SEC Spares Linus Financial from Crypto Lending Penalties


Recently, Linus Financial found itself in the center of regulatory scrutiny for its involvement in financial offerings involving crypto assets. In an unexpected move, the Securities and Exchange Commission (SEC) chose not to impose any severe penalties against the company, giving a new perspective to the regulation of crypto businesses.

A Little Background
Linus offered US investors the opportunity to invest in their interest-bearing securities, “Linus Interest Accounts”. Investors could instantly exchange fiat currencies for innovative accounts that promised periodic returns. To fulfill its promise, Linus would convert fiat deposits into USDC, a crypto asset, which could then be allocated to decentralized finance platforms or lent to institutional borrowers, with the ultimate intention of generating substantial revenue to pay the promised interest rate to investors.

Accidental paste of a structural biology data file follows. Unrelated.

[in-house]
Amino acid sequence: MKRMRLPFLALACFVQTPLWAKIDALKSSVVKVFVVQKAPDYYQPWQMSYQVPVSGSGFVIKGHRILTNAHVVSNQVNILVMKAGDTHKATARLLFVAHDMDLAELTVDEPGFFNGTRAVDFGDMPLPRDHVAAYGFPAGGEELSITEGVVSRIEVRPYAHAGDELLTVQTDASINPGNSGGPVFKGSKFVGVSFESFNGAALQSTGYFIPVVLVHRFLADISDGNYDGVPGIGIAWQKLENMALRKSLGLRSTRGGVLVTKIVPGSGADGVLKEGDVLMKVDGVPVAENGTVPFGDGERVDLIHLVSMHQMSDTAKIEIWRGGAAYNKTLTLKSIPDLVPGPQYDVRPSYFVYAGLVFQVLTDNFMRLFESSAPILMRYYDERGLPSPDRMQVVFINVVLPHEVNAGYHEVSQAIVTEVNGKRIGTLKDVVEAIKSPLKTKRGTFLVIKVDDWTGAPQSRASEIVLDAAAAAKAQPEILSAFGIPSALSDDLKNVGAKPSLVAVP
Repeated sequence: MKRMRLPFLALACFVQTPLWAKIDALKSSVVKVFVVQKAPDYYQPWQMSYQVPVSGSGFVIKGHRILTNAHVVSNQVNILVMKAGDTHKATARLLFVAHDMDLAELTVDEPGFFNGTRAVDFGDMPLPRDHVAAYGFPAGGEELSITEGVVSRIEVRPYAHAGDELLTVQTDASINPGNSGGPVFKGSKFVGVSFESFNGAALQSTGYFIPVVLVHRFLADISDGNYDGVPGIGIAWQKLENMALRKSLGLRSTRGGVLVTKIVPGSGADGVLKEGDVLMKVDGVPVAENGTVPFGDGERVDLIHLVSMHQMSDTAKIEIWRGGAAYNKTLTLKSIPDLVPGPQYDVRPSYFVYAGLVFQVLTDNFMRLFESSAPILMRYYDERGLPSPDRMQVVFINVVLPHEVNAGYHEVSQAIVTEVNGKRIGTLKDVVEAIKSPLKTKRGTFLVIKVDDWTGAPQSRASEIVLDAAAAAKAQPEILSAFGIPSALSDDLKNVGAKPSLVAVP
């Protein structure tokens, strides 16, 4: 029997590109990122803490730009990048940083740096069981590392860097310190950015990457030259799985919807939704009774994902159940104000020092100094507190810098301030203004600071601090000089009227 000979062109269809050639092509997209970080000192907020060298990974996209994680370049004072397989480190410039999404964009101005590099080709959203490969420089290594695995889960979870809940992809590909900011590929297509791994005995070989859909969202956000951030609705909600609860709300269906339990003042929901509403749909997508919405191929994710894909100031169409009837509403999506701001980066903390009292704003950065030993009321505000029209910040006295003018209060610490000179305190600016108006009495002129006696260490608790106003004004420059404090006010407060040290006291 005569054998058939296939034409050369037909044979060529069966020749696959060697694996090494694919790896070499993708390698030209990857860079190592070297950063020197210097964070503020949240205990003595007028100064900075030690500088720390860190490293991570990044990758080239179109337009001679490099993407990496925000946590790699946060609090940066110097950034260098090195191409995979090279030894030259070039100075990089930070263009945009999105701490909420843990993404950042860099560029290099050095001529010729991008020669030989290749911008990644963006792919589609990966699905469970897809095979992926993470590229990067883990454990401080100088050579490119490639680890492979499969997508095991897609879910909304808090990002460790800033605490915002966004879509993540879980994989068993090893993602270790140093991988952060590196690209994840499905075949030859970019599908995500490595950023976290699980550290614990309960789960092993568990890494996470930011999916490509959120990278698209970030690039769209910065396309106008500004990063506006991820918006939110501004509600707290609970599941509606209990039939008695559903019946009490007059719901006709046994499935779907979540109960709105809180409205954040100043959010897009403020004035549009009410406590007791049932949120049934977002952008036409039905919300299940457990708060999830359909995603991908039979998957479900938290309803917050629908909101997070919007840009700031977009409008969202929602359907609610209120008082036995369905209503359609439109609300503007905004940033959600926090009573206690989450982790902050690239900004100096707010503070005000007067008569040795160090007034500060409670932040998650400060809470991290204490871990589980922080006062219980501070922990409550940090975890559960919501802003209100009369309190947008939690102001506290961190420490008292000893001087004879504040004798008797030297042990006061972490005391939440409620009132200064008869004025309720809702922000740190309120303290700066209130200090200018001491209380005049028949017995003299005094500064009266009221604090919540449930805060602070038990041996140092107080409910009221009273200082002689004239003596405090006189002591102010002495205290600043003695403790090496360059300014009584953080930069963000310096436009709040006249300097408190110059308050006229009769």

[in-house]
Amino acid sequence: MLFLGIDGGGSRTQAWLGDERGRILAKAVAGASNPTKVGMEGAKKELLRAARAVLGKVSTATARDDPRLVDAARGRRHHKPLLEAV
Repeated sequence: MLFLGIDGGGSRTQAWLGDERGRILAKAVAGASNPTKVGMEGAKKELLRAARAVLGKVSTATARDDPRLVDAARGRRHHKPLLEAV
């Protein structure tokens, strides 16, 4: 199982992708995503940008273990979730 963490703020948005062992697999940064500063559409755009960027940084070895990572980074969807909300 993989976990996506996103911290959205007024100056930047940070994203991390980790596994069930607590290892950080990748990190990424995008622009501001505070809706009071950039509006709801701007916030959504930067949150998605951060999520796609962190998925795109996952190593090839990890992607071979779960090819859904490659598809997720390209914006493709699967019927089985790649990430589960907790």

Gaining Traction With Attractive Rates
As the SEC noted in its court filing, the rates of interest proposed by Linus ranged between 3.50% APY and 4.50% APY, a figure considerably higher than what conventional banks offer. Once investors saw their daily interest payments begin almost immediately, the offer gained traction.

The Hiccup In Operations
Despite its promising start, Linus found itself in troubled waters when the SEC examined its operations. The central issue was that the sale and offer of their products were conducted without registration, which the SEC claimed was similar to securities and thus in violation of regulations.

In March 2022, following discussions with the SEC and after the settlement of a high-profile crypto platform, Linus decided to cease its operations. Existing investors had their funds (including interest earned) transferred to their bank accounts usually within a 5-day period.

The Recent Verdict
Recent verdicts from the SEC have been out of the ordinary. Recognizing the corrective actions taken by the company, the SEC decided against imposing any civil penalties. The regulatory body nevertheless mandated that Linus must refrain from any actions that could violate provisions of the Securities Act in the future.

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